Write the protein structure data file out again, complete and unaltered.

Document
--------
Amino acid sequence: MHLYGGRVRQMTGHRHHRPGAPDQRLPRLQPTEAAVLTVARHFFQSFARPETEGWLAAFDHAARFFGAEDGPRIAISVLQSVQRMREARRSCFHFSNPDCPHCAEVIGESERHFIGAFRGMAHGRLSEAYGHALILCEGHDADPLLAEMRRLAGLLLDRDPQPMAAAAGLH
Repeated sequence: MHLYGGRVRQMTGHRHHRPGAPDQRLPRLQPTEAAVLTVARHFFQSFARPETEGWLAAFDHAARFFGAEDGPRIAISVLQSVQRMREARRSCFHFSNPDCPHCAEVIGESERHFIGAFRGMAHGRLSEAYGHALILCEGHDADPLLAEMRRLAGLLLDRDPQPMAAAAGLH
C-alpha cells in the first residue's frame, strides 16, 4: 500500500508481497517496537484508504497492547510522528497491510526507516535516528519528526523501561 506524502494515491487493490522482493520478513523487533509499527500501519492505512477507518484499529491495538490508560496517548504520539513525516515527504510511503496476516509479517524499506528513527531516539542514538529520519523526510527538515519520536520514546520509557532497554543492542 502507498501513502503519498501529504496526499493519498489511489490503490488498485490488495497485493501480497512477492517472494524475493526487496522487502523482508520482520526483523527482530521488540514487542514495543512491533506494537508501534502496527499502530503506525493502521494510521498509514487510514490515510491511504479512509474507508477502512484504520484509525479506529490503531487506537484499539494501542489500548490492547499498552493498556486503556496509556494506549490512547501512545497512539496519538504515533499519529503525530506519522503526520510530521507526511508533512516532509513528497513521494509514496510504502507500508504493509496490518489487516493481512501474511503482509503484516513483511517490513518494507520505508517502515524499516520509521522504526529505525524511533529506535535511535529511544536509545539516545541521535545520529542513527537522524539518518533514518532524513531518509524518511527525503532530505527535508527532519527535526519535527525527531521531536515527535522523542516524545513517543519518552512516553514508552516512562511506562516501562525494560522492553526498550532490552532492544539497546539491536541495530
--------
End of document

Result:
Amino acid sequence: MHLYGGRVRQMTGHRHHRPGAPDQRLPRLQPTEAAVLTVARHFFQSFARPETEGWLAAFDHAARFFGAEDGPRIAISVLQSVQRMREARRSCFHFSNPDCPHCAEVIGESERHFIGAFRGMAHGRLSEAYGHALILCEGHDADPLLAEMRRLAGLLLDRDPQPMAAAAGLH
Repeated sequence: MHLYGGRVRQMTGHRHHRPGAPDQRLPRLQPTEAAVLTVARHFFQSFARPETEGWLAAFDHAARFFGAEDGPRIAISVLQSVQRMREARRSCFHFSNPDCPHCAEVIGESERHFIGAFRGMAHGRLSEAYGHALILCEGHDADPLLAEMRRLAGLLLDRDPQPMAAAAGLH
C-alpha cells in the first residue's frame, strides 16, 4: 500500500508481497517496537484508504497492547510522528497491510526507516535516528519528526523501561 506524502494515491487493490522482493520478513523487533509499527500501519492505512477507518484499529491495538490508560496517548504520539513525516515527504510511503496476516509479517524499506528513527531516539542514538529520519523526510527538515519520536520514546520509557532497554543492542 502507498501513502503519498501529504496526499493519498489511489490503490488498485490488495497485493501480497512477492517472494524475493526487496522487502523482508520482520526483523527482530521488540514487542514495543512491533506494537508501534502496527499502530503506525493502521494510521498509514487510514490515510491511504479512509474507508477502512484504520484509525479506529490503531487506537484499539494501542489500548490492547499498552493498556486503556496509556494506549490512547501512545497512539496519538504515533499519529503525530506519522503526520510530521507526511508533512516532509513528497513521494509514496510504502507500508504493509496490518489487516493481512501474511503482509503484516513483511517490513518494507520505508517502515524499516520509521522504526529505525524511533529506535535511535529511544536509545539516545541521535545520529542513527537522524539518518533514518532524513531518509524518511527525503532530505527535508527532519527535526519535527525527531521531536515527535522523542516524545513517543519518552512516553514508552516512562511506562516501562525494560522492553526498550532490552532492544539497546539491536541495530